Energiser Bunny, You sound like you have a good set-up. Still all the tanks in the world won't help if you don't have the ability to collect, as we are discovering.

Hi Busy Mum, I guess water becomes an issue at this time of year when we don't get much rain. You are lucky with your rainfall. We can often go a month or more without any sign of rain!

Hi Cystal, nice to have a new commenter! I have heard about urine as fertiliser but I've never tried it. My friend's would probably be horrified so I'll stick to comfrey tea. I love that it can be used like that though. Isn't nature amazing!

Yes Dani,it's so important. And I do love it when we are using rain water!

Hi Kali, that's one huge tank you've got! Yes those 'dry spells' are scary! When I was a teenager I used to get depressed when it rained for days on end. Now, when rain is scarce, I find the endless sunny days get me down.

Astra, Wow! What an experience! That's amazing to have to be careful to that degree. Maybe we all need to spend six months living like that. I must get more serious after hearing your story. Thanks for sharing!

Darren (Green Change) said...

From memory, when we lived in town the water and sewage cost us about $300/quarter.

Now that we're on rainwater tanks and septic, I reckon we're way ahead. Even if we had to buy water a few times a year (we haven't yet, in 3 years here!) and replace a pump or something, we still wouldn't spend $1200/year.

The kicker, of course, will come if/when we eventually have to replace the septic system. Needless to say, we're very careful about treating it well!

Kathryn Ray said...

I have a LIST as well. It includes a rain catchment system. When we lived in another state it was actually illegal to catch water, because the rights belonged to someone else.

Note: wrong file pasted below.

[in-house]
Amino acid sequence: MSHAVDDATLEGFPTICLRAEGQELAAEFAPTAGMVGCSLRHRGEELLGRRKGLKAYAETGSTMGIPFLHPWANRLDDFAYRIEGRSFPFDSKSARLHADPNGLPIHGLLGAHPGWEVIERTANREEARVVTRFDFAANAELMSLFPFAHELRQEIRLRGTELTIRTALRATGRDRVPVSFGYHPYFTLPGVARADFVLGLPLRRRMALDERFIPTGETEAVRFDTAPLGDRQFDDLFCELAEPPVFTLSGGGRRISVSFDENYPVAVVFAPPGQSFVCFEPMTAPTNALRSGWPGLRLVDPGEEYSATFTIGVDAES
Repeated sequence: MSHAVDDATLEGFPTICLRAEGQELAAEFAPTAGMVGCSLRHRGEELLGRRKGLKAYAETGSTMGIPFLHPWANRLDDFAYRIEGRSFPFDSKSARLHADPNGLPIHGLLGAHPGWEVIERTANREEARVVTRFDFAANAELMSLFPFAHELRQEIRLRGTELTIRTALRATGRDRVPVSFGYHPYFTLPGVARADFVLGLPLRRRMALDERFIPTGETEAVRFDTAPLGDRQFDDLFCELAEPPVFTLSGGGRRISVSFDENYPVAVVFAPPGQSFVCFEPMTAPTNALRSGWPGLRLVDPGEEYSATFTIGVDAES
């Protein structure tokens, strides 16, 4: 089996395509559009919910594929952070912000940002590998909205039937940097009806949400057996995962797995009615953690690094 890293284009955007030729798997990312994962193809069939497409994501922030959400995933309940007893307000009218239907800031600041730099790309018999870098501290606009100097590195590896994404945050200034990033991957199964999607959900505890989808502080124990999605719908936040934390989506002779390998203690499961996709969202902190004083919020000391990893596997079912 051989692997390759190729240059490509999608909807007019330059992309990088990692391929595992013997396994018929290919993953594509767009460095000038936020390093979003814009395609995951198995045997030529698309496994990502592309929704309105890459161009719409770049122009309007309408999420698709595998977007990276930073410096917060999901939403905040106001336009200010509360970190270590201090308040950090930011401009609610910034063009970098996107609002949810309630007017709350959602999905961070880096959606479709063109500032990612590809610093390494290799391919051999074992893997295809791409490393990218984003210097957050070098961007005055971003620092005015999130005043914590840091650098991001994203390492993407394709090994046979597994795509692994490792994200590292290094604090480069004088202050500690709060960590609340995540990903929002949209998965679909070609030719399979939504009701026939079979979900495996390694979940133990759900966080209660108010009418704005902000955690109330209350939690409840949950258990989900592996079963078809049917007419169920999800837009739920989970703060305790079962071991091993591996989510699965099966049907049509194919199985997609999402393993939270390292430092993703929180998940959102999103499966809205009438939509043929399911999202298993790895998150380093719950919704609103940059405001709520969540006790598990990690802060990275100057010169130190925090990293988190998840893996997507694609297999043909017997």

Linda said...

Thanks for that information Darren. I guess if that's what water costs, most years we're much better off financially. In a bad drought year we probably come out even.

Kathryn, The List can be a source of worry. Have you noticed that it only grows, never shrinks! Fancy it being illegal to catch water from your own property. The thought actually scares me. Sounds like something from a bleak future scenario movie!

Kirsten said...

Living in suburbia we have water on tap of course, but I am very conscious that in some kind of crisis, we can live without electricity or gas - and we've made changes to our house over the past few years, like extra insulation and shading on the West side, to make it more energy efficient - but we can't live without water. We have a couple of very small tanks on our down pipes which we use for the garden, but they are not enough even for that purpose, and we have no potable tank water. It's on The List!

Also, we are doing a lot of container gardening this year as we rearrange things in our yard, which takes a lot more watering. I want to get bigger, better water tanks, but I also plan to build some more water efficient vegetable gardens, using techniques like hugelkultur.

Oh The List. You are right, it is scary how it grows and grows...

Linda said...

Hi Kirsten,it's a sobering thought alright! I feel I should run fewer, more effective gardens. Strawberries under the fruit trees etc. I don' really know about hugelkuktur. I thought they were just Swales created from branches and stuff. I don't get how they would be effective on a flat garden.

Anonymous said...

Coming from third world country and growing up, we each only has 2 buckets to have shower with ( using a plastic mug, no shower head. So the 1st bucket was to wash, the 2nd to rinse. It sure saved water.

A lot of tips about living self sufficient and sustainable in this model world, i have experienced with ny childhood.

Linda said...

Wow Anonymous! You would be able to teach us so much and probably wonder why we are so wasteful. We are used to having it pretty easy. It would be good for everyone to experience life like you have, just to learn how to think differently about our consumption.